Hello! We are Mike Markowski and Terry Denson. We own a 2022 Wonder Rear Lounge AWD, which we use primarily to boondock. While it seems shocking to some at our age that we live for traveling as much as possible, it has become our way of life. Our home is always with us, and the freedom to travel allows us to feel like we are living large before our “use before” date reaches.
Getting to our Leisure Travel Van was no easy task as we spent many years in many different RVs and many years sailing too. After six RVs and 13 years of sailing, we can happily say that life in a Leisure Travel Van is the only way we choose to cruise.
Both of us are veterans. Mike is a retired Army aviator, and Terry served 16 years on active duty and in the Army National Guard as a full-time public affairs officer before returning to active duty. We met while attending a U.S. Army training course in Fort Ord, California. When we finished the course, Mike’s assignment was to St Louis, and Terry’s was to Portland, Oregon. One year later, Mike retired and moved to Portland in his Midas Mini Class C, and we were married.
Terry was reassigned to Edgewood Arsenal in Maryland soon after, so we loaded up the RV and drove our first cross-country trip. At the time, we were passionate about sailing. We both learned to sail in Monterey, and Terry had owned two small sailboats while in Oregon. We took the opportunity to expand our sailing experience on the Chesapeake Bay, first with a 33’ Hunter. We enjoyed sailing so much that we decided to do it full-time. We bought a 42-foot Slocum sailboat, named it Door Into Summer, and moved aboard. We lived on the sailboat for eight years while working as civilians to build our full-time cruising kitty. We finally set sail to cruise the east coast of the United States, the Caribbean Islands, part of South America, and Central America for five years.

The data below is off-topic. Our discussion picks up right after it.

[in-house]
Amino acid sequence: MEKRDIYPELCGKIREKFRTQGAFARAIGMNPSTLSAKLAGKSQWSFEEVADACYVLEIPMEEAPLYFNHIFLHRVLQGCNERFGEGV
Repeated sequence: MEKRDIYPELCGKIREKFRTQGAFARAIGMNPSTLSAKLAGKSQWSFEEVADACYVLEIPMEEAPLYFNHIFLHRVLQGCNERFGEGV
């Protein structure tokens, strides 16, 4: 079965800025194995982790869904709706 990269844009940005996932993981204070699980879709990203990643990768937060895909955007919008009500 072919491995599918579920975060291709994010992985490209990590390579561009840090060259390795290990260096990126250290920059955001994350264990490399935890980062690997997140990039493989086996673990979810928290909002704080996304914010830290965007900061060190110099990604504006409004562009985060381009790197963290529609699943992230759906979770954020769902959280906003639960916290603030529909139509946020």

We acquired skills that were very useful when we moved back to RVing. Self-sufficiency was primary: there are no mobile techs on the ocean. We learned how to live together in a small space, plan stops, and provisioning. We paid close attention to our environment by knowing current and future weather forecasts and keeping up on security and safety issues.
After returning to the U.S., we lived on the sailboat for another two years before buying a house. Mike put his boat equipping and avionics skills from the military to use and started a marine electronics business specializing in preparing cruising boats. Terry became an artist and began selling her paintings at outdoor art shows. At first, we stayed in hotels and faced all the issues that come with that. We noticed many other artists were using RVs to attend shows, and there was usually a free boondocking area available, so that led us to buy another RV.
A, B, and C’s of RV Ownership
We have owned six motorhomes in the 40-plus years of RVing ranging from a V.W. pop-top, a Class C, a Class A diesel pusher, two Class Bs, and now our Wonder Rear Lounge AWD. We returned to RVing by buying the diesel pusher to attend the art shows where Terry displayed and sold her work.
We quit the art show circuit during the Great Recession and sold the Class A. We were without an RV for several years but decided we wanted to start traveling again. In Travato, we found a used Class B and traveled from coast to coast in it. Terry became active in several art organizations, showed her work in galleries, and taught art classes as well.
Mike was busy running the marine electrical business, so available time cut our travels severely. Rather than have our Class B sit in the driveway, Mike started to rent her out through a couple of peer-to-peer agencies, which became very successful. Later it became apparent that we wanted to have an RV that we could use ourselves, so we purchased a new Class B. After this purchase, Terry became president of the Florida Watercolor Society, which effectively took away any RVing time we had once again, so Mike added the 2020 Class B to the rental “fleet,” and both RV’s stayed rented constantly.